20. Intrathecal Pump Exposure to Electromagnetic Interference: A Report of Device Interrogation following Multiple ECT Sessions.

    Science.gov (United States)

    Bicket, Mark C; Hanna, George M

    2016-02-01

    Intrathecal drug delivery systems represent an increasingly common treatment modality for patients with a variety of conditions, including chronic pain and spasticity. Pumps rely on electronic programming to properly control and administer highly concentrated medications. Electromagnetic interference (EMI) is a known exposure that may cause a potential patient safety issue stemming from direct patient injury, pump damage, or changes to pump operation or flow rate. The objective of our case report was to describe an approach to evaluating a patient with a pump prior to and following exposure to EMI from electroconvulsive therapy (ECT), as well as to document findings from device interrogations associated with this event. Case report. Academic university-based pain management center. We present the case of a patient with an intrathecal pump who underwent multiple exposures to EMI in the form of 42 ECT sessions. Interrogation of the intrathecal drug delivery system revealed no safety issues following ECT sessions. At no time were error messages, unintentional changes in event logs, unintentional changes in pump settings, or evidence of pump stall or over-infusion noted. Communication with multiple entities (patient, family, consulting physicians, and device manufacturer) and maintaining vigilance through device interrogation both before and after EMI exposure are appropriate safeguards to mitigate the risk and detect potential adverse events of EMI with intrathecal drug delivery systems. Given the infrequent reports of device exposure to ECT, best practices may be derived from experience with EMI exposure from magnetic resonance imaging (MRI). Although routine EMI exposure to intrathecal drug delivery systems should be avoided, we describe one patient with repeated exposure to ECT without apparent complication.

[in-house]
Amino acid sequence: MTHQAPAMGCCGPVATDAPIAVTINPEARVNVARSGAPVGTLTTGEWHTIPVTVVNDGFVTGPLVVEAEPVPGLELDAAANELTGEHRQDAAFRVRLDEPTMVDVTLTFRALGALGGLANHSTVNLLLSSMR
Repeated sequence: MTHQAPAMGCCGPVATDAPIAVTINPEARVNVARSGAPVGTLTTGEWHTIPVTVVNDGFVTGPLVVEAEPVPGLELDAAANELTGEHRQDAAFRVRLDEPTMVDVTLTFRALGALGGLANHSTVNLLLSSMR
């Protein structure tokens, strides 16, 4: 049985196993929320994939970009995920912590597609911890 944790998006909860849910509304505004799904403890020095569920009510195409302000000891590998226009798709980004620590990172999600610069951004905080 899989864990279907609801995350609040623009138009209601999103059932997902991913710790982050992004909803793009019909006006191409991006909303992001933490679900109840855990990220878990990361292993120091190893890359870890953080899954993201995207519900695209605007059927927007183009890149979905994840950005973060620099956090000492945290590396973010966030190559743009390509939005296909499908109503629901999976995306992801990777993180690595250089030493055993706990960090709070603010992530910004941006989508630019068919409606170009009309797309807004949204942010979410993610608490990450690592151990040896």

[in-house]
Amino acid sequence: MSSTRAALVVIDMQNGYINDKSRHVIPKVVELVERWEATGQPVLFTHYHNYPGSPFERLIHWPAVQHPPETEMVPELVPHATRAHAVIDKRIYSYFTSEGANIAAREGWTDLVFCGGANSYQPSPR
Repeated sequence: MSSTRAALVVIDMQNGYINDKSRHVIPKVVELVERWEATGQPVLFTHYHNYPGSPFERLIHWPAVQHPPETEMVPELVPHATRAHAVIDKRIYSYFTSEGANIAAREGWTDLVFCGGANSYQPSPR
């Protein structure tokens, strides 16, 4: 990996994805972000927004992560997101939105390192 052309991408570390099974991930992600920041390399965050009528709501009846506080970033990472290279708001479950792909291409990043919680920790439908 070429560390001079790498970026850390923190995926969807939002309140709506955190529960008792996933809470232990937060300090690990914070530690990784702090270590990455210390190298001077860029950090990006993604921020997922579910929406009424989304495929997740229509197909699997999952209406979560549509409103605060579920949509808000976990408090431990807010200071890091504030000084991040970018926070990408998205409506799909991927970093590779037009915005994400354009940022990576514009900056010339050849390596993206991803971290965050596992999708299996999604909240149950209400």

1. Intrathecal analgesia and palliative care: A case study

    Directory of Open Access Journals (Sweden)

    Naveen S Salins

    2010-01-01

    Full Text Available Intrathecal analgesia is an interventional form of pain relief with definite advantages and multiple complications. Administration of intrathecal analgesia needs a good resource setting and expertise. Early complications of intrathecal analgesia can be very distressing and managing these complications will need a high degree of knowledge, technical expertise and level of experience. Pain control alone cannot be the marker of quality in palliative care. A holistic approach may need to be employed that is more person and family oriented.

  2. Dosimetry in intrathecal radiogold therapy. 2

    International Nuclear Information System (INIS)

    Doege, H.; Hennig, K.

    1978-01-01

    Measurements of 198 Au colloid adsorbed at the surface of the subarachnoid cavities are described. 24 hours after intrathecal administration less than 1% of radiogold is freely moving in the liquor, i.e., more than 99% are adsorbed on the walls of the cavities. Therefore, in calculating the absorbed dose the surface of all anatomic structures forming the boundary of the subarachnoid cavities has to be taken into account. (author)

  3. Histologic examination of the rat central nervous system after intrathecal administration of human beta-endorphin

    DEFF Research Database (Denmark)

    Hée, P.; Klinken, Leif; Ballegaard, Martin

    1992-01-01